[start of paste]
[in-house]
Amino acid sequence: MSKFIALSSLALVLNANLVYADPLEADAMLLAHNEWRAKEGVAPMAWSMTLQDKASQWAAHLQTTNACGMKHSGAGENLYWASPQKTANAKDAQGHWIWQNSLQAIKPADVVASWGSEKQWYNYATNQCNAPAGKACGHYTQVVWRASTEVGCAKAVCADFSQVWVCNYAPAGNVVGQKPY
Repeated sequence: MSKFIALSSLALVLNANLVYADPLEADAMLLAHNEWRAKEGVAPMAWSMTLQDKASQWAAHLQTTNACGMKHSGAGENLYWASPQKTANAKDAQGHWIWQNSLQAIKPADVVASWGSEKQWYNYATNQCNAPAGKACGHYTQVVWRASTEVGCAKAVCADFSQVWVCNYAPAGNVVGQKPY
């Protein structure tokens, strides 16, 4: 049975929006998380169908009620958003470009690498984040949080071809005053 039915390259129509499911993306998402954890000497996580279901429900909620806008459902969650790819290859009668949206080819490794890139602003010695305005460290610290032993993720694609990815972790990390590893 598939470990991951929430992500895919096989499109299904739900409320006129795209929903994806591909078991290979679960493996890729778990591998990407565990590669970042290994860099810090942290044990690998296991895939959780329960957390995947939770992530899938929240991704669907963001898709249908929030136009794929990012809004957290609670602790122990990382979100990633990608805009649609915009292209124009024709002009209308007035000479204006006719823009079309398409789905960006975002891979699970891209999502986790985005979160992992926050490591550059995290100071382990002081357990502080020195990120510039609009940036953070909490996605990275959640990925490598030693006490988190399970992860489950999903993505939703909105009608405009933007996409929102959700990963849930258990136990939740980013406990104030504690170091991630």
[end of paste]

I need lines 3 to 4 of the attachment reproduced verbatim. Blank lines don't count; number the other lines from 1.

Repeated sequence: MSKFIALSSLALVLNANLVYADPLEADAMLLAHNEWRAKEGVAPMAWSMTLQDKASQWAAHLQTTNACGMKHSGAGENLYWASPQKTANAKDAQGHWIWQNSLQAIKPADVVASWGSEKQWYNYATNQCNAPAGKACGHYTQVVWRASTEVGCAKAVCADFSQVWVCNYAPAGNVVGQKPY
């Protein structure tokens, strides 16, 4: 049975929006998380169908009620958003470009690498984040949080071809005053 039915390259129509499911993306998402954890000497996580279901429900909620806008459902969650790819290859009668949206080819490794890139602003010695305005460290610290032993993720694609990815972790990390590893 598939470990991951929430992500895919096989499109299904739900409320006129795209929903994806591909078991290979679960493996890729778990591998990407565990590669970042290994860099810090942290044990690998296991895939959780329960957390995947939770992530899938929240991704669907963001898709249908929030136009794929990012809004957290609670602790122990990382979100990633990608805009649609915009292209124009024709002009209308007035000479204006006719823009079309398409789905960006975002891979699970891209999502986790985005979160992992926050490591550059995290100071382990002081357990502080020195990120510039609009940036953070909490996605990275959640990925490598030693006490988190399970992860489950999903993505939703909105009608405009933007996409929102959700990963849930258990136990939740980013406990104030504690170091991630």